If you were writing the history of Sonoma Coast wine, you could basically just tell the tale of Heintz Vineyard. Started just after the turn of the 20th century, Heintz’s great grandparents had immigrated from Europe, only to plant what everyone planted then. Grapes. Then Prohibition came and Sonoma, instead of trying to find a series of work arounds like many Napa spots, switched to apples. Apples largely stayed until the 1970’s when grapes came back in. At some point most recently, a bunch of people noticed that the grapes were world class.
Ted Lemon deserves a mention in this space as he helped to make Heintz Vineyard what it is today. Lemon is the winemaker at Littorai and had one of the first contracts to make Pinot Noir from Heintz.
Like most winemakers, Lemon vastly prefers to pay by the acre, instead of by the ton. Having their initial contract structured that way, is probably the only reason why Heintz allowed Lemon, during his first pass through the vineyard, to drop half the fruit. We often talk about winemakers and their genius, or at least in terms of some small innovation. But, recognizing and being able to articulate that lessening quantity, improved the quality of fruit is something that Lemon was among the first disciples of within the California winemaking community.
Heintz sees himself, first and foremost as a farmer. I think that’s probably common if you’re already the 3rd generation on a plot of land, with every expectation that a 4th generation will one day take over. But, he’s honest about it all. He’ll tell anyone that Chardonnay is a ton easier to farm than Pinot Noir. After all, Pinot Noir gets sunburned and the sun in Sonoma, is bright.
The Henitz Vineyard is just outside the town of Occidental, by some count it’s between 4 and 8 miles as the crow flies to the Pacific Ocean. It’s hard in this part of Sonoma County to get a 100% accurate measure, the terrain is hilly at its best and while Google Earth could in theory tell us the exact distance….winemakers swear it’s either further, or not quite that far, based on their own experience. That’s the thing, as you drive through western Sonoma County a couple of things often strike me. First, it’s hot. Much, much hotter than where I live about a mile from the San Francisco Bay and directly across from the Golden Gate Bridge, which evidently does a poor job at deflecting fog, wind and cold temperatures. Second, while it always seems hot, when I am in the car and when I’m in town and while I often find myself sweating when walking through the vineyard, I’ll also often find myself with a long sleeve shirt because when the breeze blows….it’s cold. Plus the vineyard is pretty high up, about 900 or 1,000 feet depending on whom you ask (see, winemakers can’t agree on this kind of stuff) so the fog comes in pretty early and stays late.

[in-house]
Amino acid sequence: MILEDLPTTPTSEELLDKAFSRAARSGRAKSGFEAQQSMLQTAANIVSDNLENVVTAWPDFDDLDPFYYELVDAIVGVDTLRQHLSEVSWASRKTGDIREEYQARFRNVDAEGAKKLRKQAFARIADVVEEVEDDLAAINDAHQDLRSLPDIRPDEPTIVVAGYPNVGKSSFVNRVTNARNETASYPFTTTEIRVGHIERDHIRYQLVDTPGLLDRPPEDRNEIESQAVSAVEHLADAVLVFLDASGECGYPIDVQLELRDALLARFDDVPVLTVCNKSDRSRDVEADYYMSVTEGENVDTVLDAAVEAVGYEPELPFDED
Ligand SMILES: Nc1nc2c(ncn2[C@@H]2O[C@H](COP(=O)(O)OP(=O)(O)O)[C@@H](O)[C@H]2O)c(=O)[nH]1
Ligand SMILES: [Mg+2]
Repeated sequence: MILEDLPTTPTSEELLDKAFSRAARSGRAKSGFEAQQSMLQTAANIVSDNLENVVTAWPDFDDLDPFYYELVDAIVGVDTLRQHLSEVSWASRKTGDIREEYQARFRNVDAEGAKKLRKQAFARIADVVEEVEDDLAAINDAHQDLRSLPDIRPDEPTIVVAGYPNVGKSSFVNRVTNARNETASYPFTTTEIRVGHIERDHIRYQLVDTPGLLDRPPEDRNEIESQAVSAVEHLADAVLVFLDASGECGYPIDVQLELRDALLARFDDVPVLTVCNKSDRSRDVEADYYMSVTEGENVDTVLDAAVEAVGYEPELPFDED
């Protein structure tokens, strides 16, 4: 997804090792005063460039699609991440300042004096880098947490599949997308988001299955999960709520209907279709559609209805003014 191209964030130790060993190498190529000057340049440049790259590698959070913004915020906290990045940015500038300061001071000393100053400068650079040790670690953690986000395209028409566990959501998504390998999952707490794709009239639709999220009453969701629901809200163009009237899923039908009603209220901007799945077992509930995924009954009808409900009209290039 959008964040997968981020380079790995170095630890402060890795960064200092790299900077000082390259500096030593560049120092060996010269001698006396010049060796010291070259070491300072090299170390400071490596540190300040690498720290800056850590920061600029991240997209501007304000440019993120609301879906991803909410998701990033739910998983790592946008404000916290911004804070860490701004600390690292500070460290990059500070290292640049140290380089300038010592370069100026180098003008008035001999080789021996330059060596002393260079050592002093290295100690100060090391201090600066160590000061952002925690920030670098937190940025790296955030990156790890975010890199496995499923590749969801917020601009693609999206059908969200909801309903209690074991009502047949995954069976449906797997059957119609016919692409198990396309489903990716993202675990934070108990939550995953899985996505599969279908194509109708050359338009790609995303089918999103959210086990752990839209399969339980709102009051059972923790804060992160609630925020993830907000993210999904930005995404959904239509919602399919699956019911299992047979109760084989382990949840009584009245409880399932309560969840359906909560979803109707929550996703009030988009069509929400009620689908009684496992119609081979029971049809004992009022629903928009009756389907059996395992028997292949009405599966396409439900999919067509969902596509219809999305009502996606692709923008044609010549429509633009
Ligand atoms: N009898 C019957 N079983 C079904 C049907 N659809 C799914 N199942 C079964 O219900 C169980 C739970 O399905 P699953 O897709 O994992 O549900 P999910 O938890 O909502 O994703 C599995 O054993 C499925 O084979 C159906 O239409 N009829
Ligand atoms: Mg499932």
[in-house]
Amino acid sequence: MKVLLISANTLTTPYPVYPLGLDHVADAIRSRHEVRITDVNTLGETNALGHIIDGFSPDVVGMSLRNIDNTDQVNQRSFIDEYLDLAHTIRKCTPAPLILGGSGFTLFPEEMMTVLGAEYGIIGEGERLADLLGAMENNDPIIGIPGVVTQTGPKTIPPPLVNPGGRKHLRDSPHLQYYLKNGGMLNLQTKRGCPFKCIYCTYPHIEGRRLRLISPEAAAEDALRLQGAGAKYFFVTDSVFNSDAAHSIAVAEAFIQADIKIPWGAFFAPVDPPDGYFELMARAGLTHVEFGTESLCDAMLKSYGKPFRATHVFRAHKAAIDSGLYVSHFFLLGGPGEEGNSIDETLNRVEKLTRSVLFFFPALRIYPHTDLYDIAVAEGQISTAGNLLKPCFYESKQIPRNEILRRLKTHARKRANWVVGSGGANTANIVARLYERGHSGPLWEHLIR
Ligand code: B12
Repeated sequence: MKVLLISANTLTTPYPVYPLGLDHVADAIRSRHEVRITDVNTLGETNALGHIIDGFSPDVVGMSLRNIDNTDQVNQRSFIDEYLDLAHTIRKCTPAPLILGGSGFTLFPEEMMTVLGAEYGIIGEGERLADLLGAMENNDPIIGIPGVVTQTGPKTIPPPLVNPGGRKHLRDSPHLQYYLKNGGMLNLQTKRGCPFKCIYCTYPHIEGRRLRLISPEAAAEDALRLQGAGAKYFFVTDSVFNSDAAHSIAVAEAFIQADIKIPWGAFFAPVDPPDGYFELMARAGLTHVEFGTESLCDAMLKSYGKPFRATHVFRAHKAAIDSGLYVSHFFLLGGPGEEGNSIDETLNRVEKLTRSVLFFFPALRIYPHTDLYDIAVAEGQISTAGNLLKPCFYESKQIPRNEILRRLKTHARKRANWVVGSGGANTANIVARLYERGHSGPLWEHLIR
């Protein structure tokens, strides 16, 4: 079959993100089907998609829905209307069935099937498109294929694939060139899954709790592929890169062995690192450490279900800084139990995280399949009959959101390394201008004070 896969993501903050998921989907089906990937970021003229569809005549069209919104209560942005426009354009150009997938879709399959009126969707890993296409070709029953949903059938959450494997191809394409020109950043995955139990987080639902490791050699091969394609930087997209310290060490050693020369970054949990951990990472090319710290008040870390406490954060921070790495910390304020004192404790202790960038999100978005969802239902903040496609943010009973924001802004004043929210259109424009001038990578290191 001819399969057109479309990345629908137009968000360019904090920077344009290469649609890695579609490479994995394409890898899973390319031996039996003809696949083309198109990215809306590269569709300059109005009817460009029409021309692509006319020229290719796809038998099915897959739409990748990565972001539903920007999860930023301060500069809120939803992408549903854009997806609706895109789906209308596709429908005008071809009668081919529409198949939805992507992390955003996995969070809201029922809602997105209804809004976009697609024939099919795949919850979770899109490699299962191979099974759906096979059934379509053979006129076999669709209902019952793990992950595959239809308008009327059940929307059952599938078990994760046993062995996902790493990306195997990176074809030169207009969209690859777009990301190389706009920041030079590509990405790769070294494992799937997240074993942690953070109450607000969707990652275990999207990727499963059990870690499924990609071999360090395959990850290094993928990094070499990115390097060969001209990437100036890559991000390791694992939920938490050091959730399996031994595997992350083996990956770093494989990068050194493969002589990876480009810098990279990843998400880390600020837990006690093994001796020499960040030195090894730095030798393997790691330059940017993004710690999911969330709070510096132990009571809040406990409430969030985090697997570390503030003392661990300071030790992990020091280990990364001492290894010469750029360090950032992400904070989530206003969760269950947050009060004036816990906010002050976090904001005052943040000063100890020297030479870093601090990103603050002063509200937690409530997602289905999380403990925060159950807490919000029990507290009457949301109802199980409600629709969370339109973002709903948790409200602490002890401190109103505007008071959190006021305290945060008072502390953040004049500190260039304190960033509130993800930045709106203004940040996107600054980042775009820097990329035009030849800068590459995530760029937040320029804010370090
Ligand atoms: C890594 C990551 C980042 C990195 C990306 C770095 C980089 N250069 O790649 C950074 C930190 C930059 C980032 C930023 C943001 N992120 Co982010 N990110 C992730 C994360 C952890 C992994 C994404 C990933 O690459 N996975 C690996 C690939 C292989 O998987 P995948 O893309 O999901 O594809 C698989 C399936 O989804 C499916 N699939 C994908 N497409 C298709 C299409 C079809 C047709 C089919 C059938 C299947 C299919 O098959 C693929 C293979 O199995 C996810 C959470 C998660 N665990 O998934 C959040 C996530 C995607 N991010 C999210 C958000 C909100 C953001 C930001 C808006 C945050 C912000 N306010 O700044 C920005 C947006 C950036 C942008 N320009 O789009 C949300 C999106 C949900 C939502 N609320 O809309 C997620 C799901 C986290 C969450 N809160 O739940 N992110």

Why Heintz instead of others in the neighborhood? So a quick question, over the long term if you were serious about building a wine brand, would you continue to sell your best fruit? Or as contracts expired, would you plan on keeping it? Most people know the vineyard from Williams Selyem, or Littorai, but personally my first bottle from Heintz was made by Dumol-still among my favorite Pinot Noir producers in California.
People in San Francisco talk incessantly about Sonoma Coast Pinot Noir. Sommelier’s in New York City and Chicago are obsessed with the stuff. I’ve wanted to tell the tale of what an actual Sonoma Coast Pinot Noir really does taste like for a while. This is the answer to what does Pinot taste like in the vineyard most likely to get ripe, but only just so (it is said in the wine industry that first you pick a soil and after you buy your vineyard, plant whatever will ripen the day before it gets picked).
Plus, Heintz deserves our attention for making a small, family owned farm work for over multiple generations these days, no matter the ultimate disaster of a political climate (in the wine industry, that’s Prohibition).
I hope you enjoy the wine.
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